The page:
Confirmatory factor analysis was performed on a mixed neuropsychiatric and non-clinical sample consisting of 188 participants, using the Kaufman Adolescent and Adult Intelligence Test, and three executive tasks of the Cambridge Neuropsychological Test Automated Battery, covering working memory, planning skills, and set shifting.
The model fitted the data well [χ2(24)=35.25, p=0.07, RMSEA=0.050]. A very high correlation between Gf and EF was found (0.91), with working memory being the most profound indicator. A moderate to high correlation between Gc and EF was present. Current results are consistent with findings of a strong relation between Gf and working memory.
Gf and EF are highly correlated. Gf dysfunction in neuropsychiatric patients warrants further EF examination and vice versa. It is discussed that results confirm the need to distinguish between specific versus general fluid/executive functioning, the latter being more involved when task complexity and novelty increase. This distinction can provide a more refined differential diagnosis and improve neuropsychiatric treatment indication.
It has been reported that lithium may inhibit lipid peroxidation and protein oxidation. Lithium salts also appear to stimulate cell proliferation, increase neurogenesis, and delay cell death. Oxidative stress and neurodegeneration may play an important role in the pathophysiology of bipolar disorder and the disease course thereof. The aim of this research is to estimate the influence of lithium (alone and in combination with haloperidol) on the parameters of oxidative stress and viability of SH-SY5Y cell lines in neutral and pro-oxidative conditions.
The evaluated oxidative stress parameter was lipid peroxidation. The viability of the cell lines was measured utilising the MTT test.
In neutral conditions, higher levels of thiobarbituric acid reactive substances were observed in those samples which contained both haloperidol and lithium than in other samples. However, these differences were not statistically significant. Cell viability was significantly higher in therapeutic lithium samples than in the controls; samples of haloperidol alone as well as those of haloperidol with lithium did not differ from controls.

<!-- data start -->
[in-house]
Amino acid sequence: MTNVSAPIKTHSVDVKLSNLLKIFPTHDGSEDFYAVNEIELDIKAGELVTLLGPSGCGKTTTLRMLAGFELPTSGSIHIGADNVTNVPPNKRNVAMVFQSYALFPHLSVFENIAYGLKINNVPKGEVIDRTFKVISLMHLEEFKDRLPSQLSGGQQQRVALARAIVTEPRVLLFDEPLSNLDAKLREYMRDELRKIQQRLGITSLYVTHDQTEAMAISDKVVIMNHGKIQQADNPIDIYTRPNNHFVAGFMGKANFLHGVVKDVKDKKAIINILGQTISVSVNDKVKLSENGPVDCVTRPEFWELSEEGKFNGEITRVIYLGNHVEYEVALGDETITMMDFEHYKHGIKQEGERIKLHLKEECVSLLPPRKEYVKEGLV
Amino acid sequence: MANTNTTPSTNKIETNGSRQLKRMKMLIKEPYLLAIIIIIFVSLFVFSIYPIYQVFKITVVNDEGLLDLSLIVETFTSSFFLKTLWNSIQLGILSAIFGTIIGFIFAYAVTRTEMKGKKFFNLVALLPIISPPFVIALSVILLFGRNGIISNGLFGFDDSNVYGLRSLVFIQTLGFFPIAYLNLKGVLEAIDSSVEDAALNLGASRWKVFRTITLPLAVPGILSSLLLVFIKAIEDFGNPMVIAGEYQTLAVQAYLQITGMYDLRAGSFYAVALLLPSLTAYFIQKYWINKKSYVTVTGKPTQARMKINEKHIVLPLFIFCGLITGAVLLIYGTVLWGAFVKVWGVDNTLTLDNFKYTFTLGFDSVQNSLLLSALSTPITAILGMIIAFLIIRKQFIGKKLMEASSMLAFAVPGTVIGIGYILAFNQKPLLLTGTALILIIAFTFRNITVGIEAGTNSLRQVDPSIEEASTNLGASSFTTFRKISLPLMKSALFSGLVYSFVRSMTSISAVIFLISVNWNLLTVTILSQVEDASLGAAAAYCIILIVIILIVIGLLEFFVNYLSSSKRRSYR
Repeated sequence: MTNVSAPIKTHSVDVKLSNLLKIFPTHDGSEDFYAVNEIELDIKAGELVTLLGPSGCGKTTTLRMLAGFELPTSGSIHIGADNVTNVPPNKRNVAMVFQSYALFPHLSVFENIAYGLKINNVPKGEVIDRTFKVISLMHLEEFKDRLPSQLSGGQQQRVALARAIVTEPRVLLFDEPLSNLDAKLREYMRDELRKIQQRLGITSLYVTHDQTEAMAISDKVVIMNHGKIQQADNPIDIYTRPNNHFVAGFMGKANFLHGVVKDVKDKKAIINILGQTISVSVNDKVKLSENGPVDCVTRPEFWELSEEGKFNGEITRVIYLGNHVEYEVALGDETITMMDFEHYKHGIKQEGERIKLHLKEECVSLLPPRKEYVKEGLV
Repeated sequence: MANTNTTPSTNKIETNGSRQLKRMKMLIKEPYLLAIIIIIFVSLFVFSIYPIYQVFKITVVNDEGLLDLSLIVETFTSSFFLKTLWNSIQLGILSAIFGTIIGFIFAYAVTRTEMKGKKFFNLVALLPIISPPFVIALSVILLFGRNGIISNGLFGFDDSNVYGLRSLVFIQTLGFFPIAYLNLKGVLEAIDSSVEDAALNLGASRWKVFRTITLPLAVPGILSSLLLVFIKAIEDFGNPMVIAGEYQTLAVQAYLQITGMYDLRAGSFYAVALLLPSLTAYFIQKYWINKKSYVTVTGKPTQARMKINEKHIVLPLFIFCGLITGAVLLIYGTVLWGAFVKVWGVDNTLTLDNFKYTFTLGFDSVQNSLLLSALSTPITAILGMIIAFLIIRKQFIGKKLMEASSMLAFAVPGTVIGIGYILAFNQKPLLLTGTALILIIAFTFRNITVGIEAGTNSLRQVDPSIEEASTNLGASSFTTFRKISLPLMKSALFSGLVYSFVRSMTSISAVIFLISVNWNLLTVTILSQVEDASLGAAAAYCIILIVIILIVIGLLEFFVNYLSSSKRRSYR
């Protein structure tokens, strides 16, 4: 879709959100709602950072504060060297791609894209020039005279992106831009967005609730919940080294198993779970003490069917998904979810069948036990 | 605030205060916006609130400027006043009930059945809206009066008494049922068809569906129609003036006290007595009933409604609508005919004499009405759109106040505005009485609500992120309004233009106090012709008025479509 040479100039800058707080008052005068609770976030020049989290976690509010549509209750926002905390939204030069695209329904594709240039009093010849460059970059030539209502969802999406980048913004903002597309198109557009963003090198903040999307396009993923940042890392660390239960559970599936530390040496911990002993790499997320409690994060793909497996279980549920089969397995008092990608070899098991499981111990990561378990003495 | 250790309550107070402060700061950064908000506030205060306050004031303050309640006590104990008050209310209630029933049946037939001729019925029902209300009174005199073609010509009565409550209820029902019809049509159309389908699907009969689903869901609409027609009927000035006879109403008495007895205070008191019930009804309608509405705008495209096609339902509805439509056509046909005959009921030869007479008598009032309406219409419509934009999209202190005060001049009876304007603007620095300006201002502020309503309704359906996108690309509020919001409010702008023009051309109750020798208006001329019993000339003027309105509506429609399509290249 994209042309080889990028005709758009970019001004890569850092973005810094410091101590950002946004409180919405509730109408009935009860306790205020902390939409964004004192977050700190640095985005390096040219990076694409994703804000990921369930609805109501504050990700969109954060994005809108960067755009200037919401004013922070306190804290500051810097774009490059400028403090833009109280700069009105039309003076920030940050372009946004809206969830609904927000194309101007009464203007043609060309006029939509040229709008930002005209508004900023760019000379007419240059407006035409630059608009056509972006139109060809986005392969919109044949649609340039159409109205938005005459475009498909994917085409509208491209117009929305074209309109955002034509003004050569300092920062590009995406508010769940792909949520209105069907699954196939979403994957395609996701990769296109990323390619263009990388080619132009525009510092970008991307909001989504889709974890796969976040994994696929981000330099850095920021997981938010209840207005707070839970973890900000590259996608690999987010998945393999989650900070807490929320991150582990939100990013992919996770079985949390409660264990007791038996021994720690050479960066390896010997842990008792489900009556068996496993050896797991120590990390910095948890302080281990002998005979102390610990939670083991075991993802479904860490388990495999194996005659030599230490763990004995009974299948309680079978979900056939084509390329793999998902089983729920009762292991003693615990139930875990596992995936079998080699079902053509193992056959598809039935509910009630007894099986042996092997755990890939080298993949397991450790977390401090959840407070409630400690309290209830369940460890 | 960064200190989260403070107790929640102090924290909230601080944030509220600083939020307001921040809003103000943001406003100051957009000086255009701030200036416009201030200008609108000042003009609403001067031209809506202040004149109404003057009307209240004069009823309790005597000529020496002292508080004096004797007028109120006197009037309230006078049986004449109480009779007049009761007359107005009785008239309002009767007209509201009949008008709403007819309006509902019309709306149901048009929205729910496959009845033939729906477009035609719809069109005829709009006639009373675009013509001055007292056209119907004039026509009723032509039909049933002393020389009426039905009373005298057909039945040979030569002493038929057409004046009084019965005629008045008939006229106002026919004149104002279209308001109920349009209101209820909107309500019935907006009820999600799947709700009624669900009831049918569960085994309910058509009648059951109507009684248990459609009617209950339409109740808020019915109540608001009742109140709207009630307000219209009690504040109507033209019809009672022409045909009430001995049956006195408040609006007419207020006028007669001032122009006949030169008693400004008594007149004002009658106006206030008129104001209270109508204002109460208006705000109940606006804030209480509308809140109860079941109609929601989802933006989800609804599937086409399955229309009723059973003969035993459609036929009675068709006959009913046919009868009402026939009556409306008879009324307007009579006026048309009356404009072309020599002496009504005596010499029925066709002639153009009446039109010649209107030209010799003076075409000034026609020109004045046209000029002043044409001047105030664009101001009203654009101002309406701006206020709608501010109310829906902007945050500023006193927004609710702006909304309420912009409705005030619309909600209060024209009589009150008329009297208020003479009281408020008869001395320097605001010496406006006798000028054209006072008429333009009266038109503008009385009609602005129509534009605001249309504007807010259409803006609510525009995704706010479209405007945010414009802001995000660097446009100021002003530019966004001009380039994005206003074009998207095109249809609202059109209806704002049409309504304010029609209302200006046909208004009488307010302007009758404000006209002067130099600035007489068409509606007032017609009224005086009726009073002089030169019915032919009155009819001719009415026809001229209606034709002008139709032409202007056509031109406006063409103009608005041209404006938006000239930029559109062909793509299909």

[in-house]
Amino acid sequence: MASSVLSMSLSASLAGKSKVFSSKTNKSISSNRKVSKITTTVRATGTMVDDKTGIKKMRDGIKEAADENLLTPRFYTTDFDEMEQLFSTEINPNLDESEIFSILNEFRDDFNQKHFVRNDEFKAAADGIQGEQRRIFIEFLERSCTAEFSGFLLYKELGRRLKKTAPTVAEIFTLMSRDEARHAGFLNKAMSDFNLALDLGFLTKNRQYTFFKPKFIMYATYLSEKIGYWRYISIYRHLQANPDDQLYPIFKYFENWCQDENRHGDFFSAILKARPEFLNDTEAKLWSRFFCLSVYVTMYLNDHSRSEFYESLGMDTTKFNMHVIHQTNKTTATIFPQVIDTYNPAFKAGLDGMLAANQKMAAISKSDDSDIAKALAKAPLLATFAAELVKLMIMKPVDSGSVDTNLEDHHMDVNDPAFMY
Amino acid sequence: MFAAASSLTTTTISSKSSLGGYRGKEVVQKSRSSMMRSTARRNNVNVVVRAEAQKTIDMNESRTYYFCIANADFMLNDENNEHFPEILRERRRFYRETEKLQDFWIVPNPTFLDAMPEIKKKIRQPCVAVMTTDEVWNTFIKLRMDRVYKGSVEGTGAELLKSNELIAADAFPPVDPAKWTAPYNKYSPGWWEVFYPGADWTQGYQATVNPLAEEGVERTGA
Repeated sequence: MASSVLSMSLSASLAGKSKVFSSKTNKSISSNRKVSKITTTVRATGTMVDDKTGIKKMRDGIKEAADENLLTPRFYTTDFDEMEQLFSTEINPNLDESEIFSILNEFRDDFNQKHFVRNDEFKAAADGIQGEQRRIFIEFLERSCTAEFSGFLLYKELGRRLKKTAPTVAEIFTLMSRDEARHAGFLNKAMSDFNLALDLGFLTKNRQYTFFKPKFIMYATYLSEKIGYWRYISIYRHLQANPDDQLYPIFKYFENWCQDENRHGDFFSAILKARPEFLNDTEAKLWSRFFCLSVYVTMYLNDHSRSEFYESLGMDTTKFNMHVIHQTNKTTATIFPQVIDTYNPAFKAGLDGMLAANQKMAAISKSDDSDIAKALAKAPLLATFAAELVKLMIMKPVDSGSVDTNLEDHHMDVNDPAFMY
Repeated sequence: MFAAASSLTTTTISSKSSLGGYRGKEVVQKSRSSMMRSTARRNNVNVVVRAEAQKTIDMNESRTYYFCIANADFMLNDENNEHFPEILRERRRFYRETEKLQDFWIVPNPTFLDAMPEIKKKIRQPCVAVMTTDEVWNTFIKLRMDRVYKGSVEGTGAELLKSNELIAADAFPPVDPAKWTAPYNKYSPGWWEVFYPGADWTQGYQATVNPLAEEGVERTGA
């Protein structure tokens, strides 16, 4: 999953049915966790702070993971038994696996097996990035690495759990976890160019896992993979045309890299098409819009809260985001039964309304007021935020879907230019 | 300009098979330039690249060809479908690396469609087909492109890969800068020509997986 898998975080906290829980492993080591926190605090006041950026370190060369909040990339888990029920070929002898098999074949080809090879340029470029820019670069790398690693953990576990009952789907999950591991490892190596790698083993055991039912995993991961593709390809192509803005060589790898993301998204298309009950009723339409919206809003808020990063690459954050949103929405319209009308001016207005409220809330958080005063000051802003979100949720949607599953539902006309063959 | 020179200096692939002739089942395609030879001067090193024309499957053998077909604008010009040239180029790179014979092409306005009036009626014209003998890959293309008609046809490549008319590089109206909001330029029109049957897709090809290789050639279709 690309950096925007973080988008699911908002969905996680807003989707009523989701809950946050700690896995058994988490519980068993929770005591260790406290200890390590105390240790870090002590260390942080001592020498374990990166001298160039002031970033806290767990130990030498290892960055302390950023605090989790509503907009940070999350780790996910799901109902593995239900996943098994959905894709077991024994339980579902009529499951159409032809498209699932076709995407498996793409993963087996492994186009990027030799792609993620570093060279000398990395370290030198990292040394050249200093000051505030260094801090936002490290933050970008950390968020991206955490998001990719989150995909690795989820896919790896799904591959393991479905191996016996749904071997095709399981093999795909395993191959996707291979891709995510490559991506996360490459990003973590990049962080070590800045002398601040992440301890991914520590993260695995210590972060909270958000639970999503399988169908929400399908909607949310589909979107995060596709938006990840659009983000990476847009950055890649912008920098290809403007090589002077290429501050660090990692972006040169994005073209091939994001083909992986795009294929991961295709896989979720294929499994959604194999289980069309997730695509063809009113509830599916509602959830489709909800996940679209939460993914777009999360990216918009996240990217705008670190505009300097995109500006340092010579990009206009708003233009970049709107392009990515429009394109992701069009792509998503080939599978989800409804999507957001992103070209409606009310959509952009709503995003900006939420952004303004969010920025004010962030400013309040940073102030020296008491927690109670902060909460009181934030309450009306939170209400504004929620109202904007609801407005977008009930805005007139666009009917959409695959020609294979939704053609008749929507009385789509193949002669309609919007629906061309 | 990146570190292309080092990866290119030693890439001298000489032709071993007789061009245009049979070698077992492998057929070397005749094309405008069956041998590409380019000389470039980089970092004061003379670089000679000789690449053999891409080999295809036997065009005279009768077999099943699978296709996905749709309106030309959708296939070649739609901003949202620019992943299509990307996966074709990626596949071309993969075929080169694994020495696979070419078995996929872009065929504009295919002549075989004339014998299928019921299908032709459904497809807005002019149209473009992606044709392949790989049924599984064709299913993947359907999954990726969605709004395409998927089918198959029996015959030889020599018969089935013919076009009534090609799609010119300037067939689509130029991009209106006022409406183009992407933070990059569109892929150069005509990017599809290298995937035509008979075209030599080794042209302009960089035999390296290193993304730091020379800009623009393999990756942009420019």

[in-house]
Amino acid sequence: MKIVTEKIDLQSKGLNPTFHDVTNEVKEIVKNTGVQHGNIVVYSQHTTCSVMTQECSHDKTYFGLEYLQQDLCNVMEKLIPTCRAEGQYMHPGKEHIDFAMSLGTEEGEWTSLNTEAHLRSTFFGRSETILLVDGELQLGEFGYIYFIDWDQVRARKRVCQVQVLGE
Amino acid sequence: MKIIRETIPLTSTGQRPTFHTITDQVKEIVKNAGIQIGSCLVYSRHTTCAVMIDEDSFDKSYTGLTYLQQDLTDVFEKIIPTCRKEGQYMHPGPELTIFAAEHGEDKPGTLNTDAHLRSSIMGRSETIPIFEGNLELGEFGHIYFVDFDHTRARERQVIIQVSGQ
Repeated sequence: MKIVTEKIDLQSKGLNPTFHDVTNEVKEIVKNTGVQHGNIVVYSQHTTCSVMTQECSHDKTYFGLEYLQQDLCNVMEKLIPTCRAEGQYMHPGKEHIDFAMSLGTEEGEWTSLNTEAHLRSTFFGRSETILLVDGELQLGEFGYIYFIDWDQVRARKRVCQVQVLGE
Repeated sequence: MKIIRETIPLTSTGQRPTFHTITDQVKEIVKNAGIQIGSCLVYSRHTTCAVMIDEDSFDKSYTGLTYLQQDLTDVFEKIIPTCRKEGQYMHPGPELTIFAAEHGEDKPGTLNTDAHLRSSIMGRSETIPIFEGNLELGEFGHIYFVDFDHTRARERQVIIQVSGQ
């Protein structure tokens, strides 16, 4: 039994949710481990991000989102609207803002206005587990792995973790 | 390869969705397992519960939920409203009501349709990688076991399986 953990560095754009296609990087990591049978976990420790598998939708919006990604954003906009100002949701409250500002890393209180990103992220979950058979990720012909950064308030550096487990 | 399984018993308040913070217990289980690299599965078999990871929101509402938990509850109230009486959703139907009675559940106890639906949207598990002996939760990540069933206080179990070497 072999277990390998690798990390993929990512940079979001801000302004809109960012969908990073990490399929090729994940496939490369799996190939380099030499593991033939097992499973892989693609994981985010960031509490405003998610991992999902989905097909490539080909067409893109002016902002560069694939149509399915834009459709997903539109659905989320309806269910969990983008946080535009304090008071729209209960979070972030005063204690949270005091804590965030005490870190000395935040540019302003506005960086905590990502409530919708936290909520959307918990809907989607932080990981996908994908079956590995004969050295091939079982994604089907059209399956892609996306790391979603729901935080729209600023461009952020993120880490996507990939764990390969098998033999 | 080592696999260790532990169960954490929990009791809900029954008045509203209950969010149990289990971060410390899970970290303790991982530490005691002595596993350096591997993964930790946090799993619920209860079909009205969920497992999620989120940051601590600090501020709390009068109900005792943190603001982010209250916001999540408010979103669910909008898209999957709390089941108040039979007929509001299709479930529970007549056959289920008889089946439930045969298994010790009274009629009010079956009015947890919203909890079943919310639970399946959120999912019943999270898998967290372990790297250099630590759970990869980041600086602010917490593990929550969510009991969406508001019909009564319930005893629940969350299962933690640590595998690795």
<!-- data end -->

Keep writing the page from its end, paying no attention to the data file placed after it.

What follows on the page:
The results of our study may indicate that lithium possess neuroprotective properties that may be partly due to antioxidative effects. The combination of lithium and haloperidol may generate increased oxidative stress.
Some clinical studies have reported reduced peripheral glial cell line-derived neurotrophic factor (GDNF) level in elderly patients with major depressive disorder (MDD). We verified whether a reduction in plasma GDNF level was associated with MDD.
Plasma GDNF level was measured in 23 healthy control subjects and 23 MDD patients before and after 6 weeks of treatment.
Plasma GDNF level in MDD patients at baseline did not differ from that in healthy controls. Plasma GDNF in MDD patients did not differ significantly from baseline to the end of treatment. GDNF level was significantly lower in recurrent-episode MDD patients than in first-episode patients before and after treatment.
Our findings revealed significantly lower plasma GDNF level in recurrent-episode MDD patients, although plasma GDNF levels in MDD patients and healthy controls did not differ significantly. The discrepancy between our study and previous studies might arise from differences in the recurrence of depression or the ages of the MDD patients.
Treatment-resistant depression is a challenging problem in the clinical setting. Tipepidine has been used as a non-narcotic antitussive in Japan since 1959.
We administered tipepidine to 11 patients with treatment-resistant depression. Tipepidine was given for 8 weeks as an augmentation.
Tipepidine significantly improved depression scores on the Hamilton Rating Scale for depression. Add-on treatment with tipepidine significantly improved scores on the trail making test and Rey auditory verbal learning test. However, no changes were observed in blood concentrations of stress-related hormones (adrenocorticotropic hormone, cortisol, dehydroepiandrosterone sulphate) with tipepidine augmentation.
Tipepidine might be a potential therapeutic drug for treatment-resistant depression.
11β-dehydroxysteroid dehydrogenase (HSD) types 1 and 2, enzymes are involved in the activation and inactivation of glucocorticoids in vivo, respectively. Indirect evidence implicates two enzymes in the aetiology of depression but no study has directly assessed the potential role of 11 β-HSD1 in animal tests.
We assessed 11 β-HSD1 knockout mice in the forced swim test (FST), tail suspension test (TST) and for locomotor activity.
Genetic ablation of the 11β-HSD1 gene results in an antidepressant-like phenotype in the FST; the most widely utilised animal test of antidepressant activity, but not in the related TST. This may be related to the different biological substrates underlying these tests. The decreased FST immobility was not due to alterations in general activity.
Taken together these results suggest that 11β-HSD1 may play an important role in depression-related behaviours and further studies are necessary to fully characterise its role in such behaviour.